Nothing can beat face-to-face

It’s funny how some things come full circle. Back in the day - before computers, fax and, later, cellphone and social media – the standard way to communicate with clients was face to face. You might have the occasional phone call, but otherwise if you needed to query something about your bank account for example, you would meet a bank consultant face to face and get the answer in person.

 

The world has moved on. Most people have a cellphone nowadays and this, combined with contact centres, has revolutionised communication for the man in the street. At your convenience, you can phone a contact centre and most times get what you need over the phone. Even better, companies can communicate important information to you via SMS. With the right security checks and balances, the importance of these modern forms of communication cannot be underestimated.

 

And yet, and yet. In a fast-moving digital world, there has come a need to return to basics. Many clients are longing for the human touch and a chance to speak to someone helpful face to face. Especially when it comes to more complex issues, where a client needs help understanding their particular issue and maybe needs some financial education, an in-person meeting can make all the difference.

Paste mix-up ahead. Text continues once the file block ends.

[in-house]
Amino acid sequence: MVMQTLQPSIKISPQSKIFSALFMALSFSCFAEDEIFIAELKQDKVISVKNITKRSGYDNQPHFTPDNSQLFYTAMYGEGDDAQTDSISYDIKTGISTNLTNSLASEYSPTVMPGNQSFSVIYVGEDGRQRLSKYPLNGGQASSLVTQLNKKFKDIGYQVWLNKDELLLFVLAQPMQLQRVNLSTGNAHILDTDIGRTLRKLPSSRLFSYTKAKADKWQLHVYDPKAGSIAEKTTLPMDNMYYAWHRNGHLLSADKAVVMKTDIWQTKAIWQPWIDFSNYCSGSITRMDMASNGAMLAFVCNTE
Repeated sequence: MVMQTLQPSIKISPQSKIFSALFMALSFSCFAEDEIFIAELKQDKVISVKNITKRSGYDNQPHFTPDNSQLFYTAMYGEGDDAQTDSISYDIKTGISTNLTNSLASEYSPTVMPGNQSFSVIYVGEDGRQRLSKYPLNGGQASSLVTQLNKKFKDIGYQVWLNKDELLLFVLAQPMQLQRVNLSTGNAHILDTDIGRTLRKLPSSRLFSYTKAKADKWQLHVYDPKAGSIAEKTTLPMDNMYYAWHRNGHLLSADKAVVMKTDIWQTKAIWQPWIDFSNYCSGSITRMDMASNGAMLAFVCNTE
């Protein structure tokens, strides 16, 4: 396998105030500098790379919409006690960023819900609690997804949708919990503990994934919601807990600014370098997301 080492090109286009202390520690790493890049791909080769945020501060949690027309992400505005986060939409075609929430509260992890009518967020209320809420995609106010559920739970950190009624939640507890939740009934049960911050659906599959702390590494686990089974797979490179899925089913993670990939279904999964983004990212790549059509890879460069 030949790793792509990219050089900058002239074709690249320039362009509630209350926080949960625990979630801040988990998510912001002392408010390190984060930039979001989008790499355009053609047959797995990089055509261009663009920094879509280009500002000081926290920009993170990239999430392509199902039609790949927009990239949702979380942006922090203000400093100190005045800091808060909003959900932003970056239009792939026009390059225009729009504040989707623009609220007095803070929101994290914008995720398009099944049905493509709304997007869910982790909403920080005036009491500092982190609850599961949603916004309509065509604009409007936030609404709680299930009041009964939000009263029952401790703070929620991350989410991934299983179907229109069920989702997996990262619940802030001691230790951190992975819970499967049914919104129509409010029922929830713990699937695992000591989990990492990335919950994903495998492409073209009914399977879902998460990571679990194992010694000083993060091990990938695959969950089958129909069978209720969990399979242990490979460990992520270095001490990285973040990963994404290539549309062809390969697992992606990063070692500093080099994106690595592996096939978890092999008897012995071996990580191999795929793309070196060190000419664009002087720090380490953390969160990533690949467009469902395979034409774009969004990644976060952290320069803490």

Walk-in centres meet the need

 

Some companies are therefore meeting this need through permanent walk-in offices in addition to their contact centres. They make sure that caring people with an ability to listen to clients’ needs are employed in their walk-in offices – and they are seeing the results in positive feedback from clients. There is an improved knowledge of the product, a sense that the company cares, and increased client satisfaction.

 

In the beneficiary fund industry we find that many members (clients) live in rural areas. For them, grassroots communication, in their language and in their area, counts a tremendous amount. Initiatives such as roadshows and field agents bring face-to-face contact to the people. Yet we still find that people in remote areas make use of our permanent walk-in offices in the major centres. They may need to make a trip to the city for other reasons and then, while they are there, they visit a walk-in centre to find a caring person with whom they can chat about their beneficiary fund account.

 

Like I said, it’s strange how the world has come full circle.

 

ENDS

 

 

 

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